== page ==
By Roger O’Halloran
Since 1961 Palms has facilitated the response of the Australian Catholic church to global communities who seek mentoring assistance to sustainably build the capacity of their organisations and individuals, and so reduce poverty. While Australian Catholic Bishops oversee the funding of International Development through Caritas Australia, and Catholic Mission is mandated by Rome to support funds for the Pontifical Missions, Palms provides a unique opportunity for Mission and Development led by laity.
For over 50 years the Australian Catholic Bishop’s Conference (ACBC) has paid a small annual gratuity to acknowledge lay missionaries who responded to the call of the poor abroad. This was a simple recognition of service supporting a few personal expenses on return home; much too small to be considered a payment for work. At our meeting with the Archbishop Chair of the Bishop’s Commission for Evangelisation, Laity and Ministry (BCELM) on May 4th, Palms Chair Liz Stone, and I were advised that a restructuring of the ACBC means they will no longer have the capacity to make gratuity payments.
Cancelling gratuity payments will not directly affect Palms income as it was paid specifically to the individual participants. However, the promise of the payment did encourage participation in the program. The ACBC’s inability to continue the gratuity will add to recruitment challenges already exacerbated by post-COVID travel reluctance.
We were advised that it is more appropriate now for individual Bishops to provide funds to support lay missionaries from their diocese. Some dioceses already give financial assistance for the preparation Palms provides to their program participants. However, smaller dioceses are mostly unable to cover the that cost, so clearly they will not be able to pick up the cost of gratuity payments. Indeed it is becoming more difficult for them.
In recent years some Bishops have pointed to the financial burden of sexual abuse as a primary reason for not offering any funds for lay mission efforts. Perhaps now too the reputational damage is contributing further to declining church attendances, and has removed the income that might once have supported the gratuity payment and preparation costs?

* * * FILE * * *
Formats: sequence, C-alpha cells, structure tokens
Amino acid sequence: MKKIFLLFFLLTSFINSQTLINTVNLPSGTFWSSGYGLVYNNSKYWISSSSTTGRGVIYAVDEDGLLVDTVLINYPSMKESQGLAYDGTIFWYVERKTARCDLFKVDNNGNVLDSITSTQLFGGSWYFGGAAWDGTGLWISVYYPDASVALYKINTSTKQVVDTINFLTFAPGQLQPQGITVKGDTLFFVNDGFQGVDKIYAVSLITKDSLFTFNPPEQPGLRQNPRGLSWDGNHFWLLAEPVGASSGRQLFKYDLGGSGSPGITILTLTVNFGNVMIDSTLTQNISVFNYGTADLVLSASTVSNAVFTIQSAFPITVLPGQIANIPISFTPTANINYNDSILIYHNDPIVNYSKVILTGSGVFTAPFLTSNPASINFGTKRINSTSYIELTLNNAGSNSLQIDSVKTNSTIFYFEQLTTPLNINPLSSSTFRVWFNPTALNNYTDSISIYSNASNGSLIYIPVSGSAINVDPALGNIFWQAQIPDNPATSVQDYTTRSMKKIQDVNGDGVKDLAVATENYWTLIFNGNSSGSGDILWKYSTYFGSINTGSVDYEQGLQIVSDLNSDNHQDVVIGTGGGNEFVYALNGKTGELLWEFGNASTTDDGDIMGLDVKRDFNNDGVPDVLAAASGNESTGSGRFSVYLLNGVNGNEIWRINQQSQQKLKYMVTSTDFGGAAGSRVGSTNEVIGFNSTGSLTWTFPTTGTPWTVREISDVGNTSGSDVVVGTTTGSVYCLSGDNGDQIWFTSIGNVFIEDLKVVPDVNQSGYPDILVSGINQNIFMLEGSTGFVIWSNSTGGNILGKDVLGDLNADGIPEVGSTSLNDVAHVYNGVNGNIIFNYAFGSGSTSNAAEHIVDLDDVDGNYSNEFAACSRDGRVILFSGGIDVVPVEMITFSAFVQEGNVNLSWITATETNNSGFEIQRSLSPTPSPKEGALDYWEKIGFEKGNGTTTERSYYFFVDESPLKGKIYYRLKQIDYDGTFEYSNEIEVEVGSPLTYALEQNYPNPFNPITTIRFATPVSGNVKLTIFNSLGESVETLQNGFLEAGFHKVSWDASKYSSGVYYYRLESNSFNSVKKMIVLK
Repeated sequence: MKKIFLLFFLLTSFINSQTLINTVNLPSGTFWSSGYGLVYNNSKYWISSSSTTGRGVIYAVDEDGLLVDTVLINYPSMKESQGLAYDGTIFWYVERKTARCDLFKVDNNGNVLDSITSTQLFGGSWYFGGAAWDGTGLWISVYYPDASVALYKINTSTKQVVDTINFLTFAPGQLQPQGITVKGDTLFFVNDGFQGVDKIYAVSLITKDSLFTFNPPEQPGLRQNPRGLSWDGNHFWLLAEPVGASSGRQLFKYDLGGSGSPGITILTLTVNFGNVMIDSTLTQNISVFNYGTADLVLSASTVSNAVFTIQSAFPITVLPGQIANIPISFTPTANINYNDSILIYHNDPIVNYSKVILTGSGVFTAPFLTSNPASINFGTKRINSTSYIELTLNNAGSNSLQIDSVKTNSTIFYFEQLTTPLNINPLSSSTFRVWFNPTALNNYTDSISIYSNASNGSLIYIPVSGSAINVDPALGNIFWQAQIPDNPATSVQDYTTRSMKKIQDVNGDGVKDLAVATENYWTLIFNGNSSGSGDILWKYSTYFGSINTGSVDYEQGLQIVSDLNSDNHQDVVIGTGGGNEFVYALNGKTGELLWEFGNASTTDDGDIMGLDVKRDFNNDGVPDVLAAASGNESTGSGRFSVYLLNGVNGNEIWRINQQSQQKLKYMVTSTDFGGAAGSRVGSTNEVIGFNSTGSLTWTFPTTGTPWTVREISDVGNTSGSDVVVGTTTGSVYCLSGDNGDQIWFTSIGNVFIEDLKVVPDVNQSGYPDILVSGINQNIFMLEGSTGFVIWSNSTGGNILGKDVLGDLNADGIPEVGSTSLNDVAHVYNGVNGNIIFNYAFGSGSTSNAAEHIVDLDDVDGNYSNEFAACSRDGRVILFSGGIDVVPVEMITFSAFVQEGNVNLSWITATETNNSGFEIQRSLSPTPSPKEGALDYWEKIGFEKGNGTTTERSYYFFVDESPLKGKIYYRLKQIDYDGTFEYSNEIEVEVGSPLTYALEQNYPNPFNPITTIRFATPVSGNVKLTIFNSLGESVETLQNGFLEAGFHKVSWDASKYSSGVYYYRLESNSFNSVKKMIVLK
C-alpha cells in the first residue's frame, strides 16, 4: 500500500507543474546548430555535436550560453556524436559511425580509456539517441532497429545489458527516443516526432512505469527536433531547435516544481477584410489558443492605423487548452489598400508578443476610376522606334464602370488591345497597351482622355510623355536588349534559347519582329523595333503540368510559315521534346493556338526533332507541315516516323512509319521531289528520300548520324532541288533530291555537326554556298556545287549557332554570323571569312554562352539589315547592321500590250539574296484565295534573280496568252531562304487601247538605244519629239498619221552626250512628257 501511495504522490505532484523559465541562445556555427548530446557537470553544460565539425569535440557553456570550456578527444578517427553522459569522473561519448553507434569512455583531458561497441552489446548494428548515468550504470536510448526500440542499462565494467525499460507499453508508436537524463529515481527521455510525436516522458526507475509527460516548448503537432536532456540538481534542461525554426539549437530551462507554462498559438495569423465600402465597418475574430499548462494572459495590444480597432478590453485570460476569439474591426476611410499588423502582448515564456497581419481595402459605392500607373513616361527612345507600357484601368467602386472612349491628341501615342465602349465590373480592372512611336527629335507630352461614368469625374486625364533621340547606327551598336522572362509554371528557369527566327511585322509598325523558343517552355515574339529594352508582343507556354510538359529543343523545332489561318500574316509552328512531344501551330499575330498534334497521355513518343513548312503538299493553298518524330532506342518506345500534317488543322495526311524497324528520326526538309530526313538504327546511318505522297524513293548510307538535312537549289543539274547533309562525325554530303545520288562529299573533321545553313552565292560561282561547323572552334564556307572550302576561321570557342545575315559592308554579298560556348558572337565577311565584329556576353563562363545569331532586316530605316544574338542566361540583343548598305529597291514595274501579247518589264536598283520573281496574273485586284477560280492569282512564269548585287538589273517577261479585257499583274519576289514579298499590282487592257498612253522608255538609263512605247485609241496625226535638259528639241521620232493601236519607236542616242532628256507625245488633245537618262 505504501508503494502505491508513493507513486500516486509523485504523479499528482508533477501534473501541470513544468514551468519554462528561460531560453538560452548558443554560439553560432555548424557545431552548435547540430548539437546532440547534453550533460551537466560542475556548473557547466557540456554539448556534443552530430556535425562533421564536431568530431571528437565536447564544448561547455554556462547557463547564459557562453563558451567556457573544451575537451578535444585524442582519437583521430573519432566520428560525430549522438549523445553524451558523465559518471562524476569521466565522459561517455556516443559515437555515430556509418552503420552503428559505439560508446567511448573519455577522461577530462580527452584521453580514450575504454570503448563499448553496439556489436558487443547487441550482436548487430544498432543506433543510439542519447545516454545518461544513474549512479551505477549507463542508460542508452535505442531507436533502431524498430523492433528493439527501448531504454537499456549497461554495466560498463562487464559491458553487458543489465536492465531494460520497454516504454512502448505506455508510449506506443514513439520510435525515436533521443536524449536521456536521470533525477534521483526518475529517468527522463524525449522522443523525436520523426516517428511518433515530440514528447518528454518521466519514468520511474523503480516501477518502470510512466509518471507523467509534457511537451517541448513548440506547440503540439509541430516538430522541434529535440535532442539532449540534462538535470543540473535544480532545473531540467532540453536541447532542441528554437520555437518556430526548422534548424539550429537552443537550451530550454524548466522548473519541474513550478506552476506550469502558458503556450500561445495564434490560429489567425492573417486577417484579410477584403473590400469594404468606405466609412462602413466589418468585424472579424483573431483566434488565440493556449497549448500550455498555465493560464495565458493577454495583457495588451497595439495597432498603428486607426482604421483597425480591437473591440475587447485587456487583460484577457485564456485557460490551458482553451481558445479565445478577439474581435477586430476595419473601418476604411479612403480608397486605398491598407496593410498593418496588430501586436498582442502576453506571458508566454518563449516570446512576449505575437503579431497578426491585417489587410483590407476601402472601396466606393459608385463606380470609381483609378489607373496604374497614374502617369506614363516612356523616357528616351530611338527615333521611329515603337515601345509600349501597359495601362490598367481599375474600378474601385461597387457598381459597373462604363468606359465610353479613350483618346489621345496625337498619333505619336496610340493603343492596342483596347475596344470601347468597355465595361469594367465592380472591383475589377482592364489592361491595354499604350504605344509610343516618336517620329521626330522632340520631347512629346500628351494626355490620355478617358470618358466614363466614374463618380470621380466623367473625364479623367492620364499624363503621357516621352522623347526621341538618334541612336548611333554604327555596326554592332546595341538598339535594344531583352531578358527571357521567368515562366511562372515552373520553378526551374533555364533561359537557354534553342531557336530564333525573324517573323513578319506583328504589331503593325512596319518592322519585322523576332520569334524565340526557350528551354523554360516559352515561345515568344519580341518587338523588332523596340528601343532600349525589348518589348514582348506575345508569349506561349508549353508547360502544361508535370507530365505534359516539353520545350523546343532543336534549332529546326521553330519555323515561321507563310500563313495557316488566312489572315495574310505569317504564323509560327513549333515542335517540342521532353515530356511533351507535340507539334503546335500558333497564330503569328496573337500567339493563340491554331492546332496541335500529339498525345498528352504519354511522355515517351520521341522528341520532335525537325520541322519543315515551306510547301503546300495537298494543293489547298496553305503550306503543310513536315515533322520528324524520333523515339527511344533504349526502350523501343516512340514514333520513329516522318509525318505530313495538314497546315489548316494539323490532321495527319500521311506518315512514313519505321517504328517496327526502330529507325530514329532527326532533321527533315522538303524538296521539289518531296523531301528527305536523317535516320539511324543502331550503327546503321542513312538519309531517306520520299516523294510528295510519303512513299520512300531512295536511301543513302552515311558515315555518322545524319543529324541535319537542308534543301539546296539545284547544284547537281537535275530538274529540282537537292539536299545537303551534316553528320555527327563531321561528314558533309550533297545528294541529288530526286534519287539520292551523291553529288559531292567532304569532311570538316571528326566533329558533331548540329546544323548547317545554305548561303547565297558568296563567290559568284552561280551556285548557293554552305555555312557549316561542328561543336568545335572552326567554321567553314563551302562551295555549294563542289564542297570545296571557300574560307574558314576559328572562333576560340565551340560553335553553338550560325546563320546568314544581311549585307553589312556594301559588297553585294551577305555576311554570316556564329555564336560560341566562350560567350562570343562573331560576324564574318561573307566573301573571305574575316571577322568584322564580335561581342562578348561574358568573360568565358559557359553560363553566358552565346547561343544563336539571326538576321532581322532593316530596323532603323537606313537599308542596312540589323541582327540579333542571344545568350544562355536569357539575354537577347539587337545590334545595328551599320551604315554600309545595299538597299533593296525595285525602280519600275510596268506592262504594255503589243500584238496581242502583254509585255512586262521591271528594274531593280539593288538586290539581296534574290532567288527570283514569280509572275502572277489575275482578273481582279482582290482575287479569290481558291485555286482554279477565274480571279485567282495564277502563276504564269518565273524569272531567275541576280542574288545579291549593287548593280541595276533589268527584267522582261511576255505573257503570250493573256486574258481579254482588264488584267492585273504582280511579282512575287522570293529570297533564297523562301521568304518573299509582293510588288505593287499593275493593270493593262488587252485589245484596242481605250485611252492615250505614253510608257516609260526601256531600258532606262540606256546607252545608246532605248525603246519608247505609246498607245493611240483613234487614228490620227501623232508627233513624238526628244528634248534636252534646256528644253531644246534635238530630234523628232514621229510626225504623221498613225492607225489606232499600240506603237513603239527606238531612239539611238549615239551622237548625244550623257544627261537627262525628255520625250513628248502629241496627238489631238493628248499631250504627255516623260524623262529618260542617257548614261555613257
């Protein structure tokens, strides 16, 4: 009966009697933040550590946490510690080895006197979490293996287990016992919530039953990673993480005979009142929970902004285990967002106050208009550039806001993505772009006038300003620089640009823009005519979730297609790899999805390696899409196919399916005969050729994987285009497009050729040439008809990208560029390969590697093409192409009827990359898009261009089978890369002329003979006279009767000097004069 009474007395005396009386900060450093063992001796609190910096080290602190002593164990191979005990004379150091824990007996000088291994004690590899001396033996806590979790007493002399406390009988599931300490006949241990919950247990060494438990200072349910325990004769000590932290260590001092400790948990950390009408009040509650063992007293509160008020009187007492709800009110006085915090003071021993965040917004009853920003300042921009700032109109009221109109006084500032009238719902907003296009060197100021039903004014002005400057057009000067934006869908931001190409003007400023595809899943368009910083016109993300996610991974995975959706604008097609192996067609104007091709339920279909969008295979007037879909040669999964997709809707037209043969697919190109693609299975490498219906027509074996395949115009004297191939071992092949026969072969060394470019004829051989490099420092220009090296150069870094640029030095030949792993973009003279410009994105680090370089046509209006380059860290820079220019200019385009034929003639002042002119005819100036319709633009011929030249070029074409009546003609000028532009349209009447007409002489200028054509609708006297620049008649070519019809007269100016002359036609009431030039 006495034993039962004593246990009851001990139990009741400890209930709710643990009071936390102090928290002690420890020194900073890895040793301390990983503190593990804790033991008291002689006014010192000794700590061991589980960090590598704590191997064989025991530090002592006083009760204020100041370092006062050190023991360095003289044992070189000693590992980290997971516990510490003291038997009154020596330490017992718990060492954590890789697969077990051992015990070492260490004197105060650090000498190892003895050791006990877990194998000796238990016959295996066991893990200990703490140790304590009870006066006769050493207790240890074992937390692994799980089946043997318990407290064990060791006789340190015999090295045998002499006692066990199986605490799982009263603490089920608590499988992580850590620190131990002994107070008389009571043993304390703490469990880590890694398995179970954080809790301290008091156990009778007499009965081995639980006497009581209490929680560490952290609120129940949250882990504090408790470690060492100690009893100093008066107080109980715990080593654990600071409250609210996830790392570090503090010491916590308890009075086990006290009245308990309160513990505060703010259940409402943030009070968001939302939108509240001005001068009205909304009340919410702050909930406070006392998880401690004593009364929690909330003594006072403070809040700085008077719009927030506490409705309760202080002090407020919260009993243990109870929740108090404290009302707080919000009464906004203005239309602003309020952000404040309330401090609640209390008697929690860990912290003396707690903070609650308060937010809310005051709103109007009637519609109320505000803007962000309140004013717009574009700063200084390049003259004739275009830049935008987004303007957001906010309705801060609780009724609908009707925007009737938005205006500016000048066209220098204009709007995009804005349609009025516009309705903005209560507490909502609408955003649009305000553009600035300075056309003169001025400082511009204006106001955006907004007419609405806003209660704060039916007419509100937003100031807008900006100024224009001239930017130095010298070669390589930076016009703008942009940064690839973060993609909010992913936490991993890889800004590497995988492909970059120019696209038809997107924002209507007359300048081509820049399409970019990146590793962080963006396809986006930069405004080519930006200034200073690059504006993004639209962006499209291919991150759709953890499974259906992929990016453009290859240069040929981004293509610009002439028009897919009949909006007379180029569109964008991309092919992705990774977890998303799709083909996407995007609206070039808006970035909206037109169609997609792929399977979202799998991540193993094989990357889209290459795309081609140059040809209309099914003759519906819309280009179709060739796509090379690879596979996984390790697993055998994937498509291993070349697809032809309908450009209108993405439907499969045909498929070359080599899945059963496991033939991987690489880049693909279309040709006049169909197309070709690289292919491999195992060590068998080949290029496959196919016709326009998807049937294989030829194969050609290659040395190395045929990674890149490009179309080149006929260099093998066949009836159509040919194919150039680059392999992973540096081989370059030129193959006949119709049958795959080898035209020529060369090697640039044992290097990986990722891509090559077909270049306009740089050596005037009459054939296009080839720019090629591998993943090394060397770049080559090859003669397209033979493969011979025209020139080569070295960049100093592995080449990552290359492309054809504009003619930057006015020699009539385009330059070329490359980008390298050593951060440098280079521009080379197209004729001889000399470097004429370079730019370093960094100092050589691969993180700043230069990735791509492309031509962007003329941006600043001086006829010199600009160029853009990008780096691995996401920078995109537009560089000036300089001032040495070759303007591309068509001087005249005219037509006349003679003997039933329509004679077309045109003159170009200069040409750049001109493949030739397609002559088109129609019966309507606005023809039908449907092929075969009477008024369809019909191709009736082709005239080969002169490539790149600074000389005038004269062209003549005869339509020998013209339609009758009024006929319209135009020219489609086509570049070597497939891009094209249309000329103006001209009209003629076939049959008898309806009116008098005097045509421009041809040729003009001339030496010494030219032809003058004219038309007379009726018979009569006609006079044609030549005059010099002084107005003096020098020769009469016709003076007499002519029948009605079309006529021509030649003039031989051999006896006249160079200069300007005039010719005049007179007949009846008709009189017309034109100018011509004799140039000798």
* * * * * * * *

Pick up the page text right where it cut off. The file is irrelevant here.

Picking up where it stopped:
After returning to the office from the BCLEM meeting I coincidently opened an email from a Bishop informing me that his diocese was on “life support”. He could no longer commit to financially assist the preparation of those who volunteer to meet the requests of sister church communities abroad. Unfortunately, it becomes harder to offer an opportunity to undertake a global mission to people in such dioceses without resources.
Thankfully, a few dioceses can still prioritise financial support to Mission and Development led by laity. Indeed Palms has expressed our deepest gratitude to Melbourne and Sydney Archdioceses for extra contributions to ensure the Palms program is able to be sustained while COVID concerns still discourage travel. As I write, I must also thank Brisbane and Hobart for immediately endorsing both preparation and gratuity payments for people Palms prepares and supports while on mission abroad.
Perhaps it’s a sad passing, or perhaps the laity are being called again to ‘reach beyond’,“to work with people of all faiths and no faith at all in addressing the social questions”. We will find alternative institutional supporters interested in what Palms brings home from our ongoing learning with the marginalised, who continue to request our commitment to solidarity in mutual development.
The programs of Palms Australia will continue to evolve as they have done since in 1956 when the founding of the Paulian Association anticipated the call of Vatican II (1962-65) for laity to take a lead. READ HERE about how you can help us set up the Reach Beyond Fund that will continue to enable this solidarity to flourish.
 RERUM NOVARUM, ENCYCLICAL OF POPE LEO XIII ON CAPITAL AND LABOR and referenced in papal encyclicals since.